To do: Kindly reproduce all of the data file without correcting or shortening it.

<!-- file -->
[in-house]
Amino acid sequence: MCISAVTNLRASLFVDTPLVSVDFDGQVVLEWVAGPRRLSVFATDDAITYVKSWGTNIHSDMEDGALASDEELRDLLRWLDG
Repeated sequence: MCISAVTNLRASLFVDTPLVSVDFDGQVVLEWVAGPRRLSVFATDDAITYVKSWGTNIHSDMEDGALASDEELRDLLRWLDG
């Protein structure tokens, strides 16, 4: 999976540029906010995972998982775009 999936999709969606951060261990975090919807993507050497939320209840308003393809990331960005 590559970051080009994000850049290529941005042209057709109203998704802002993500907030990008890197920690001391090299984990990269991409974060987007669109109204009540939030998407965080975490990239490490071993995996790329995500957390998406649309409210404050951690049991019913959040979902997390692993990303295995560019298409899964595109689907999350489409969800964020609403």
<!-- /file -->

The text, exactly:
[in-house]
Amino acid sequence: MCISAVTNLRASLFVDTPLVSVDFDGQVVLEWVAGPRRLSVFATDDAITYVKSWGTNIHSDMEDGALASDEELRDLLRWLDG
Repeated sequence: MCISAVTNLRASLFVDTPLVSVDFDGQVVLEWVAGPRRLSVFATDDAITYVKSWGTNIHSDMEDGALASDEELRDLLRWLDG
């Protein structure tokens, strides 16, 4: 999976540029906010995972998982775009 999936999709969606951060261990975090919807993507050497939320209840308003393809990331960005 590559970051080009994000850049290529941005042209057709109203998704802002993500907030990008890197920690001391090299984990990269991409974060987007669109109204009540939030998407965080975490990239490490071993995996790329995500957390998406649309409210404050951690049991019913959040979902997390692993990303295995560019298409899964595109689907999350489409969800964020609403």